BY Jeremy Kinser
December 15 2010 9:05 PM ET
What impact has Prayers for Bobby had on you personally?
For me, the great realization is there but for the grace of God go I. I have the great advantage of living in New York and knowing, working, and loving many gay people. I don’t have the same ignorance and prejudice that Mary did, but I have the same desire to protect my children. And so now it’s even more heartbreaking to read about these kids who are so isolated and ostracized that they can’t turn to their parents or a family friend and say, “I don’t feel my life is worth living.” We have to let people know about PFLAG and the Trevor Project and all these other ways for young people to find that it’s completely natural the way they’re feeling and they have every reason to feel that way and their parents or friends will come around.
As a mother, how difficult was it for you to play someone as narrow-minded as Mary?
I have to say that when I first read the script I think the last person I thought I could play was Mary. I couldn’t understand her actions or her attitude. I think for me it was a real journey of discovery of how close we were as mothers. The terrible irony of what Mary did was that she tried to protect her son. She would be the first person to say that it was her ignorance and prejudice that made her not listen to him and not recognize the legitimacy of his choice. It was an eye-opener to me to see the genesis of where her rejection of him came from. It didn’t really come from faith; it came from fear.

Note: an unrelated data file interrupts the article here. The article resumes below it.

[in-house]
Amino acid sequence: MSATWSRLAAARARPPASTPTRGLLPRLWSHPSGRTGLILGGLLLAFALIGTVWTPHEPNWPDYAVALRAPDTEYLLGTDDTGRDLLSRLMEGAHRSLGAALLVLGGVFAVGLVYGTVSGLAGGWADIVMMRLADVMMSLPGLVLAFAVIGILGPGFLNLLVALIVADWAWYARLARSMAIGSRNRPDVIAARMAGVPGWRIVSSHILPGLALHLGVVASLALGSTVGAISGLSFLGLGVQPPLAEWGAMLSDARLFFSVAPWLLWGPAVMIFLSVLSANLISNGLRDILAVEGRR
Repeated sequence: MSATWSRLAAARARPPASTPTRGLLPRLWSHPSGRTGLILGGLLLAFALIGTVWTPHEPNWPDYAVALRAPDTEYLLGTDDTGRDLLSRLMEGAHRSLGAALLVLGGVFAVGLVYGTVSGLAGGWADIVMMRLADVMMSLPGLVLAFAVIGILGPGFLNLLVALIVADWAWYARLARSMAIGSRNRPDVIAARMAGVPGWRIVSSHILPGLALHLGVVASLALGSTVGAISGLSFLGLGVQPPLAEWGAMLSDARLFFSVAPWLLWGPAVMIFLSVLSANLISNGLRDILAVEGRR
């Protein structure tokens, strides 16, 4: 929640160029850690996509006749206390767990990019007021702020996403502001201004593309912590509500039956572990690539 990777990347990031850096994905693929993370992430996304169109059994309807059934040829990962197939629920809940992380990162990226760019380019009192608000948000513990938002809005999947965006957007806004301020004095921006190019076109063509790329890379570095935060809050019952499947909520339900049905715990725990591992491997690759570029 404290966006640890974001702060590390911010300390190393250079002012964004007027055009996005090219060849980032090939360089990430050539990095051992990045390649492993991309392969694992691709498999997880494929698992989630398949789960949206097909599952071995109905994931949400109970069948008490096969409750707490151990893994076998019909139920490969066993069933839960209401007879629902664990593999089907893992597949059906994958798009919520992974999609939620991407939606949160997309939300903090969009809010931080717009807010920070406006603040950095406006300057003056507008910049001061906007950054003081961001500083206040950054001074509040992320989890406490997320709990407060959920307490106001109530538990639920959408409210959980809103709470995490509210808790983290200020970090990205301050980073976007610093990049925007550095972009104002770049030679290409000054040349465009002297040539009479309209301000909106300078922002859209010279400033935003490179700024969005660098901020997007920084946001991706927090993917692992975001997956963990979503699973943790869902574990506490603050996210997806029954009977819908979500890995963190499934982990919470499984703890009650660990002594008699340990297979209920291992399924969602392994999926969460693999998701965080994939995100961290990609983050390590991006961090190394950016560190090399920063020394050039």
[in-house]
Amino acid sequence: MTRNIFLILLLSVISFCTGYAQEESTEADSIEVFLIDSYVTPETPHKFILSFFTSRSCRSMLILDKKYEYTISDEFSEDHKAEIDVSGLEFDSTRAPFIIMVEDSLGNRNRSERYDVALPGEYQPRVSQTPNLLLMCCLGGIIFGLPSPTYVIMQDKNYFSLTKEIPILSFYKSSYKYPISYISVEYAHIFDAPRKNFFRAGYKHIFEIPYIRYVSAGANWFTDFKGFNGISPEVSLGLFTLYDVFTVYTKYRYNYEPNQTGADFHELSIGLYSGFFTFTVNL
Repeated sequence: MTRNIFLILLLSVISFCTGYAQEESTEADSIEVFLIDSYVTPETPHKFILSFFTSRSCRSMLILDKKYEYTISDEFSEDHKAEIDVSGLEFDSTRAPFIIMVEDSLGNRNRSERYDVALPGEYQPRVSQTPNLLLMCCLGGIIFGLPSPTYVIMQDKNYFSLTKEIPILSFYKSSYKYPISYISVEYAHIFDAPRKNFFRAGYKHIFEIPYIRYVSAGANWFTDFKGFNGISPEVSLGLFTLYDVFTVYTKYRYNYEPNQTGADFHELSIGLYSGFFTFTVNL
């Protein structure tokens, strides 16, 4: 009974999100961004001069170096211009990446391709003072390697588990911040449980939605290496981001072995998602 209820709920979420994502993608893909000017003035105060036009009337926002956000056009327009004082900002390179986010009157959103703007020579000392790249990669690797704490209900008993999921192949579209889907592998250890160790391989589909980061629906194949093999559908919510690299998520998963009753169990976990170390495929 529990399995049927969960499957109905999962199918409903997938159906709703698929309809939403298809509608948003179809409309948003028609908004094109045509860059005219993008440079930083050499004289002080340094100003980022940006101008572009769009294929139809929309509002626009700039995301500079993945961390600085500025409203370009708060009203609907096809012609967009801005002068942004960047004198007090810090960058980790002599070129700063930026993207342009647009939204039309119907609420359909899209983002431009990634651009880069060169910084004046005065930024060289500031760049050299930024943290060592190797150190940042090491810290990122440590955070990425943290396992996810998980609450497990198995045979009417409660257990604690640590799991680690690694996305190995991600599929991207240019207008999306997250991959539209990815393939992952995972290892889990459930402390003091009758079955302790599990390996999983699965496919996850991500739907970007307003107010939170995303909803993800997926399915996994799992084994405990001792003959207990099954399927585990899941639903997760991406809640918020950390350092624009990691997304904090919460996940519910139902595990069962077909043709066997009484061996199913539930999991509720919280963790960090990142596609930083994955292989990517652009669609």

What response have you had from parents of gay children?
I’ve had a number of people come to me and say, “My daughter is gay. Thanks for the movie.” People from Italy have asked when the movie is coming to Italy. I’ve gotten very moving e-mail from kids, who say, “My mother wasn’t speaking to me. She took away my cell phone and I was grounded, but she saw the movie and we’re close again.” It’s a true story, unfortunately.
You’ve played a lot of obviously strong characters throughout your career, but many of them also seem to be outsiders or somewhat marginalized. Did that help you relate to this project?
Yes, but I have to say that Prayers for Bobby is completely unique in my experience. I’ve played people who were marginalized and were loners, but Mary was so different. She’s such a strong person now, but at the time she was so fearful — not only of what would happen to Bobby but what would happen to her and her family, and not just in this life but in the next life. Her conversion to a God of unconditional love is one of the most profound things I’ve ever come across. She’s really extraordinary, so I keep her in a whole separate category. Also, she’s still alive, so I got to sit down with her and go through her Bible underlined in all these crazy colors [laughs]. I got to really talk about this other Mary with her, which is something I never got to do with Dian Fossey [the late primatologist Weaver portrayed in 1988’s Gorillas in the Mist].
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